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Highlights from Basketball Hall of Fame induction ceremony


The Naismith Memorial Basketball Hall of Fame held its induction ceremony on Saturday, enshrining 16 inductees, including Lauren Jackson, Yolanda Griffith, Val Ackerman and Pearl Moore.

The current commissioner of the Big East, Ackerman was recognized for her work as the inaugural president of the WNBA, serving from 1996 to 2005. Ackerman said she is still moved and inspired by those who came before her to make sports a more inclusive place for women

“I’m inspired to this day by the example set by Billie Jean King,” Ackerman said, “and the many strong women and men who followed her in the quest to make the chance to play sports, and to do it on a big stage, a reality for girls and women in our country and our world.”

“I salute the trailblazers for being guiding lights and paving the way.”

Two WNBA icons were also recognized: three-time WNBA MVP Lauren Jackson and two-time Olympic gold medalist Yolanda Griffith.

Jackson was first drafted to the WNBA in 2001 by the Seattle Storm as the No. 1 overall pick, winning two WNBA titles with the team, the first in 2004 and again in 2010. Griffith was selected No. 2 overall by the Sacramento Monarchs in 1999 and quickly became known throughout the league as a defensive powerhouse. The former WNBA MVP still holds the record for most offensive rebounds in a season, recording 162 boards in 2001. Jackson was unable to attend the ceremony due to COVID-19 restrictions in Australia.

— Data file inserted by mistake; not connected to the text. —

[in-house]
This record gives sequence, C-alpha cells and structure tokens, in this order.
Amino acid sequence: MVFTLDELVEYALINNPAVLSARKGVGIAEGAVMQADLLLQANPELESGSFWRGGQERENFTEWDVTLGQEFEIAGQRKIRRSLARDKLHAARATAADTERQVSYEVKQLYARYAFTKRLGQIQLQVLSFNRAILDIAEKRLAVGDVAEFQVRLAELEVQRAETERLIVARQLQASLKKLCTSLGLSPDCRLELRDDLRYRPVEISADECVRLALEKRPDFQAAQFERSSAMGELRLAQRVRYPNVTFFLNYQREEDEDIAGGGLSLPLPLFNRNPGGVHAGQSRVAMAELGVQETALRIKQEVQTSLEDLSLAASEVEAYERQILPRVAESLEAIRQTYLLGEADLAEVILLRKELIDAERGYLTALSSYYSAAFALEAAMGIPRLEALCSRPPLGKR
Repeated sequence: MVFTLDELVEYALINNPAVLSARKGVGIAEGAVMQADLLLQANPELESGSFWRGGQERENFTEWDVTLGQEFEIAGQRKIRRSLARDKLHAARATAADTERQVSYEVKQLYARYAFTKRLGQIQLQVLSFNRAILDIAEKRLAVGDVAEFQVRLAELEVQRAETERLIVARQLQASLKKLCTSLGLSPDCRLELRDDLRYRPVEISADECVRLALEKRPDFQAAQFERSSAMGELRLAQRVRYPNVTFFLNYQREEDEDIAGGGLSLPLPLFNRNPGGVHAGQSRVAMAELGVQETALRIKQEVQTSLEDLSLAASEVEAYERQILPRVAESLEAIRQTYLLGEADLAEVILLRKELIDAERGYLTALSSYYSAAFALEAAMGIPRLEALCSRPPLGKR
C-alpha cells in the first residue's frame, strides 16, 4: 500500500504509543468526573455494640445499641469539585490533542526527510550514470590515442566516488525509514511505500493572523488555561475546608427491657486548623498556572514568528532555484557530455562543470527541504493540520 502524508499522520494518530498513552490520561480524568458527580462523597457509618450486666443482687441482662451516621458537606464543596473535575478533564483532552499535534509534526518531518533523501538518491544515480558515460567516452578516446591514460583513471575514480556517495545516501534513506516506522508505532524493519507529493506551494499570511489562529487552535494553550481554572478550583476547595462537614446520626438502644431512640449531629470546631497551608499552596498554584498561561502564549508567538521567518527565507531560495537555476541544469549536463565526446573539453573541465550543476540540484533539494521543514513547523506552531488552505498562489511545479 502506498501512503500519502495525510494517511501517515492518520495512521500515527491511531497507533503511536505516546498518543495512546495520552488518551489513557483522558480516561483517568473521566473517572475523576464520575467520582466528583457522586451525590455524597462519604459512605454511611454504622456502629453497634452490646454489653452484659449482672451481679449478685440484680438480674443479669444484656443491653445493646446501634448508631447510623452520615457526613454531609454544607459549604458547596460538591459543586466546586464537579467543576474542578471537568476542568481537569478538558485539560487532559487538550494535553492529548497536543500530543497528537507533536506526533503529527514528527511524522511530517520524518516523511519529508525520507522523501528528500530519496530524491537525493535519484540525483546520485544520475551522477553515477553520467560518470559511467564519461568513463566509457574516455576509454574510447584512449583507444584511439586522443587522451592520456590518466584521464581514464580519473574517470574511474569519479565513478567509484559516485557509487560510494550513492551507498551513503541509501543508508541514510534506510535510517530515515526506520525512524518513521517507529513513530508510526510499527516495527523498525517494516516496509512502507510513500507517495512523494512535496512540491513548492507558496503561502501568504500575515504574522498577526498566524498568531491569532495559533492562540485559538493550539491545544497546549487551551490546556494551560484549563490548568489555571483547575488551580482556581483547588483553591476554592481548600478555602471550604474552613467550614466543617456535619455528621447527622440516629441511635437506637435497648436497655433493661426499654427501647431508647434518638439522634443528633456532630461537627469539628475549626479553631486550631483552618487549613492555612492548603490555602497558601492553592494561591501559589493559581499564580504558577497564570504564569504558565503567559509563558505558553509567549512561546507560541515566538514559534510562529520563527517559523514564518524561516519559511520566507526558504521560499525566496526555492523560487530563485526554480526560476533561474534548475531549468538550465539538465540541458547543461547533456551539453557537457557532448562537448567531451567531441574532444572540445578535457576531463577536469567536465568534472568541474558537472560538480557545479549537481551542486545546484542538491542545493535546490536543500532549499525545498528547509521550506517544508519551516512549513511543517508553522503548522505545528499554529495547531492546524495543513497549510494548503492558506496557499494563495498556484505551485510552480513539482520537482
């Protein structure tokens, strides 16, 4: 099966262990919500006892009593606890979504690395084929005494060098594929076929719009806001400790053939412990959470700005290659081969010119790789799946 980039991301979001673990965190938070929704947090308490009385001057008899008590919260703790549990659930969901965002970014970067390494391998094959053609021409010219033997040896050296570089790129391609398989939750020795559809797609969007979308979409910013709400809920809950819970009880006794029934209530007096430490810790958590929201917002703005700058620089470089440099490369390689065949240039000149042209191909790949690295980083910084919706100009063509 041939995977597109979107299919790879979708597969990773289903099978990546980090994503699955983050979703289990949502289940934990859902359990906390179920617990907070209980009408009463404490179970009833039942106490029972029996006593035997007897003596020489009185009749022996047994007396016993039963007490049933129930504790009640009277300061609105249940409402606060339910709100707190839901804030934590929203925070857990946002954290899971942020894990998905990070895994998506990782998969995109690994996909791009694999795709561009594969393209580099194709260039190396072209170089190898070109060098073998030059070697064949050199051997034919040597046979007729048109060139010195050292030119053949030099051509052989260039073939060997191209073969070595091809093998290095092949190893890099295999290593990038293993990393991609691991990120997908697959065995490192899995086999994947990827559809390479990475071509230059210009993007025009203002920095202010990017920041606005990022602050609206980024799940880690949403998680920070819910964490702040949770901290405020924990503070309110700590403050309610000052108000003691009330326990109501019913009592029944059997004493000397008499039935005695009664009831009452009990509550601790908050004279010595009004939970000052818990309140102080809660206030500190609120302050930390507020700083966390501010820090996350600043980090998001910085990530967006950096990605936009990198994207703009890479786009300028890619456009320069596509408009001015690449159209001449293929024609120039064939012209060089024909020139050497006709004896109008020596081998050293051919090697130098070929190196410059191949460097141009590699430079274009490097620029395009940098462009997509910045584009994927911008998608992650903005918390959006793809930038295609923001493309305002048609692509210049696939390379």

Moore, from the Women’s Veterans Committee, was also recognized for her prolific collegiate basketball career. Playing in the mid-1970s, Moore competed when there was no three-point line and when games weren’t televised. Still, according to FiveThirtyEight, Moore set a scoring record, notching 3,884 points during her time at Francis Marion College, putting up 60 points during a single game in 1978.

“Basketball made it possible for me to travel the country and overseas, to earn a college degree,” Moore said.

“And tonight, having my name enshrined with the likes of those sitting in the Hall is indeed a fairy tale come true.”